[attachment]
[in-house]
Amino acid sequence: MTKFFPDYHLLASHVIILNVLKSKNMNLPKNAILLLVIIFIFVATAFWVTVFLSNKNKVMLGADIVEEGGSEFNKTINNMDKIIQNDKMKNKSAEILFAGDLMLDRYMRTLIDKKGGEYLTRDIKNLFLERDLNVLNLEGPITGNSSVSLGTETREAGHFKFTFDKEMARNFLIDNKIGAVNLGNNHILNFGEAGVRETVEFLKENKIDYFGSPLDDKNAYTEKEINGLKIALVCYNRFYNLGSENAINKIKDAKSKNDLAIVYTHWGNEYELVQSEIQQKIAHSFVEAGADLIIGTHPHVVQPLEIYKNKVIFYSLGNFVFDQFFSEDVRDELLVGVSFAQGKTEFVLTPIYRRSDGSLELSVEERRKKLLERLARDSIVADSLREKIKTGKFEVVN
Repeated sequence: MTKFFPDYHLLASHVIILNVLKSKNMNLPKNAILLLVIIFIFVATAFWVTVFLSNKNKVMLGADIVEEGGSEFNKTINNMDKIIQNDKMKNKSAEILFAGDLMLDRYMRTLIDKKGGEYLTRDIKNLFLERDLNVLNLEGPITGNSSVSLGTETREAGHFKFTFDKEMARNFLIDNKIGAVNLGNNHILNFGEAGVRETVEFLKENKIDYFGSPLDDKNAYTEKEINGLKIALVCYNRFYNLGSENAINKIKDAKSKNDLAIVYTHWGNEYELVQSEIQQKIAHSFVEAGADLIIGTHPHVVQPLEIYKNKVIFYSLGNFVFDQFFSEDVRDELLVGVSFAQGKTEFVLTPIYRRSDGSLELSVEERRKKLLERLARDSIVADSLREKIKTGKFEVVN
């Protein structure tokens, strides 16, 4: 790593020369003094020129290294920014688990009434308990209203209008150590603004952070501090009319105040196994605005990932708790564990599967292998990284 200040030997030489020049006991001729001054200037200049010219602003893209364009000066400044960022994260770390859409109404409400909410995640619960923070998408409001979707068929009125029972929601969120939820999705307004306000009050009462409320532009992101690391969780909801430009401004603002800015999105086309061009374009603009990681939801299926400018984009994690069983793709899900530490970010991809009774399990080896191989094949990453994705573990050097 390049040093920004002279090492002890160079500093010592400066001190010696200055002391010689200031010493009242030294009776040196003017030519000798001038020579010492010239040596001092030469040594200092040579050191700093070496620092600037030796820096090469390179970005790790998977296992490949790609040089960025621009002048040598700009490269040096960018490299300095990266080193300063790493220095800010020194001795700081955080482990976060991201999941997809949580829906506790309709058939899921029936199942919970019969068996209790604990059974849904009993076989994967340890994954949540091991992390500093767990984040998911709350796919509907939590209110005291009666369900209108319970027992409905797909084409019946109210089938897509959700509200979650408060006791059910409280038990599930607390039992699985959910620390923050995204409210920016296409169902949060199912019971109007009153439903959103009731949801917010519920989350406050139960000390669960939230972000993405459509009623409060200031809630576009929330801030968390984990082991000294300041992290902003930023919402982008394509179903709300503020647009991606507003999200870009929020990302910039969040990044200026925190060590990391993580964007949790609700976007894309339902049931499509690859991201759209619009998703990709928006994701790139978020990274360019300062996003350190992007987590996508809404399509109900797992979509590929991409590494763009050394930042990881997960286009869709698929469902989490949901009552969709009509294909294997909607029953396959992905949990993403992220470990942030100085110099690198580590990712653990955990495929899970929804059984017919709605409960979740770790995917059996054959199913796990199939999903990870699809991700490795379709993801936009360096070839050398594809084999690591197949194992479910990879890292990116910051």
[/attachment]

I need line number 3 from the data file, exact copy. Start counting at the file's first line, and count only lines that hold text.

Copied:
Repeated sequence: MTKFFPDYHLLASHVIILNVLKSKNMNLPKNAILLLVIIFIFVATAFWVTVFLSNKNKVMLGADIVEEGGSEFNKTINNMDKIIQNDKMKNKSAEILFAGDLMLDRYMRTLIDKKGGEYLTRDIKNLFLERDLNVLNLEGPITGNSSVSLGTETREAGHFKFTFDKEMARNFLIDNKIGAVNLGNNHILNFGEAGVRETVEFLKENKIDYFGSPLDDKNAYTEKEINGLKIALVCYNRFYNLGSENAINKIKDAKSKNDLAIVYTHWGNEYELVQSEIQQKIAHSFVEAGADLIIGTHPHVVQPLEIYKNKVIFYSLGNFVFDQFFSEDVRDELLVGVSFAQGKTEFVLTPIYRRSDGSLELSVEERRKKLLERLARDSIVADSLREKIKTGKFEVVN